Weaving way of life faces extinction
Experts say the reason for Korea’s victory against Japan during the attempted invasions of 1592 to 1598, known as imjinwaeran, was its superior ships.
Whereas the Japanese built ships made of cedar or fir, the Koreans used pine trees and skillfully built their ships to be sturdier so that they withstood the strong tides.
Unfortunately, these ships are no longer made as the last Korean boat technician, Park Jeong-ok, did not have an apprentice to take on the craft when he died in 1994. And this is just one example of how Korea’s intangible assets are becoming endangered species.
Traditional-fabric making has a similar problem. Its star is Choi Ok-i, 86, an intangible cultural asset who has been weaving silk in the traditional way, using a Korean loom, since she was nine years old.
She was named an honorable intangible asset last year, after retiring from her profession because of old age. She was originally named an intangible asset by the government in 1988.
Mon Jeong-ok, 79, an intangible asset who makes mosi, or ramie fabric, said that she hasn’t weaved a piece of fabric for several years because of her aching back.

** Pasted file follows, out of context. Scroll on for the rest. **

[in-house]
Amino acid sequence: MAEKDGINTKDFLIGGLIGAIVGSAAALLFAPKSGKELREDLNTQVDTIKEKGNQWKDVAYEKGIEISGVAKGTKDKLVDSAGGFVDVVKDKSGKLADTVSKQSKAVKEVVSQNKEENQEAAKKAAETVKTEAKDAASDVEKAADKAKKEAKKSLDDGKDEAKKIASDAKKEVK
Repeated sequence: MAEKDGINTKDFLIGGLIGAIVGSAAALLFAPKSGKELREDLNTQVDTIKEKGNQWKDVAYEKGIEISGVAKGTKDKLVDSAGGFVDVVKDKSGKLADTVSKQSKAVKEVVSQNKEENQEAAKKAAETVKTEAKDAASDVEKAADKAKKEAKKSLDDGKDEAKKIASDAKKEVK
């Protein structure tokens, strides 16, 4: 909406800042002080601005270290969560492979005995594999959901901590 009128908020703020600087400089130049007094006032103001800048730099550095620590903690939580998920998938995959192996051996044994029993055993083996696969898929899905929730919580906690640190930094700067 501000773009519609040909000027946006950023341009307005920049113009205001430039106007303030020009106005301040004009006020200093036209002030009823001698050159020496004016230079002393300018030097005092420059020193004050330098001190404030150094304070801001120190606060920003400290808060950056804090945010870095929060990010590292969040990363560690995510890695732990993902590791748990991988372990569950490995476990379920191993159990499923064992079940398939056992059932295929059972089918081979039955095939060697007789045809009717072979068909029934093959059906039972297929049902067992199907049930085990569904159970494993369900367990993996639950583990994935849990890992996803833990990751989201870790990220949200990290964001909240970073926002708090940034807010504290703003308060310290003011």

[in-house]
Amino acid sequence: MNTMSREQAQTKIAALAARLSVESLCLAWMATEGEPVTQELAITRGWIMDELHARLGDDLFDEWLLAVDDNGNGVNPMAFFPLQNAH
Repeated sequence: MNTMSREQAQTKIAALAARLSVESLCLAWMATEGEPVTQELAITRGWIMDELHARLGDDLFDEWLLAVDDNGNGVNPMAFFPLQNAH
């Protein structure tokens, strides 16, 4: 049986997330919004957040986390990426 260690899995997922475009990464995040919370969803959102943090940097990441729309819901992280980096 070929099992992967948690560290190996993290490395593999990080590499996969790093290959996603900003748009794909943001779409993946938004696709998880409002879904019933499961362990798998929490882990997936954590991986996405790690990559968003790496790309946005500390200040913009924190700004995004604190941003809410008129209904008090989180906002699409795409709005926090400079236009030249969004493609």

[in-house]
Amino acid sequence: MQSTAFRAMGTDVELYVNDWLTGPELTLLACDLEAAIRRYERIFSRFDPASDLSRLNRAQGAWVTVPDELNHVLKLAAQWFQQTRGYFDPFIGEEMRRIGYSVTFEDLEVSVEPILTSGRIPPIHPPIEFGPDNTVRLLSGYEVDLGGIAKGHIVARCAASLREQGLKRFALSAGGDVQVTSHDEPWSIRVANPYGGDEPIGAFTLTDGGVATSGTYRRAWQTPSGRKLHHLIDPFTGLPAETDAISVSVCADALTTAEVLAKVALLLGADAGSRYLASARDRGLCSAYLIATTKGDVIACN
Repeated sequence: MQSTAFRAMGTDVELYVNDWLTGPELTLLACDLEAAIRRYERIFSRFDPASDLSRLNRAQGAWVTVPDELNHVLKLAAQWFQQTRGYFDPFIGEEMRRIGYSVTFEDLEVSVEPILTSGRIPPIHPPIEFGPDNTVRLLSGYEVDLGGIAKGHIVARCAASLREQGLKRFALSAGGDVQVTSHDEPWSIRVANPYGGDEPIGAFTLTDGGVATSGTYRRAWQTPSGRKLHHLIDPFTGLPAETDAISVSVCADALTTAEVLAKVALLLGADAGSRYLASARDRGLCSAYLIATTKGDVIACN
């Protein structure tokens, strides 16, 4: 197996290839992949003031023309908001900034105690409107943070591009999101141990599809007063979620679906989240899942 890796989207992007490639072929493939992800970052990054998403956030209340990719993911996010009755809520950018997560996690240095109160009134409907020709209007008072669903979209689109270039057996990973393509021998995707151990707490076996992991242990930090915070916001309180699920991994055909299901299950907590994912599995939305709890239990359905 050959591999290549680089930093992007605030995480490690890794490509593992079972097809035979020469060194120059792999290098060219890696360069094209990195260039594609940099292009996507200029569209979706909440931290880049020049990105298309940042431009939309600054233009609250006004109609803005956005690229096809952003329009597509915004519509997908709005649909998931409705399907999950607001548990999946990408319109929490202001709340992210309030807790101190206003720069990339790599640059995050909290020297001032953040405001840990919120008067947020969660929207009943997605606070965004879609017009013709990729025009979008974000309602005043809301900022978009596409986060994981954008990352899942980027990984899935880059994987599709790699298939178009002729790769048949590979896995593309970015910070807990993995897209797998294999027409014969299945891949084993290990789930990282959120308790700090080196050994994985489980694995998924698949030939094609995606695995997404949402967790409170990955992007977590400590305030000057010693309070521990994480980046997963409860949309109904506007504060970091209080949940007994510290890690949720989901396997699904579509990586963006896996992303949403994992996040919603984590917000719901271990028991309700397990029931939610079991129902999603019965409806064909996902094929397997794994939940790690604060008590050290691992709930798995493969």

Kim Jeom-soon, 89, made an intangible asset for her work weaving hemp cloth, said that she can no longer make fabric because of her health.
“Even 30 years ago, Koreans wore traditional mosi, sambae [fabric made out of hemp] and myeongju [traditional silk] but nowadays, it’s almost nonexistent because foreign fabrics are much cheaper and more widely sold,” said Kim Ji-wan, the town head of Jukgokli, South Gyeongsang, which is famous for its hemp cloth.
In Jukgokli women from in their 60s, 70s and 80s still join together in the town hall and sing gilssam (hand weaving) songs as they weave hemp and other fabrics.
“One person makes around 10 rolls per year although halmuni [grandmothers], who are more proficient, can produce up to 30 rolls. The average annual output for the village is around 200 rolls,” said Kim.
One roll is worth around 250,000 won ($272). Unlike Karl Lagerfeld’s knitting technicians in rural France or Japanese kimono makers are who hired by French haute couture houses and get paid hefty salaries, these rural women struggle to make ends meet.
And most of these women are on the level of a professional technician, having worked with hemp for nearly half a century.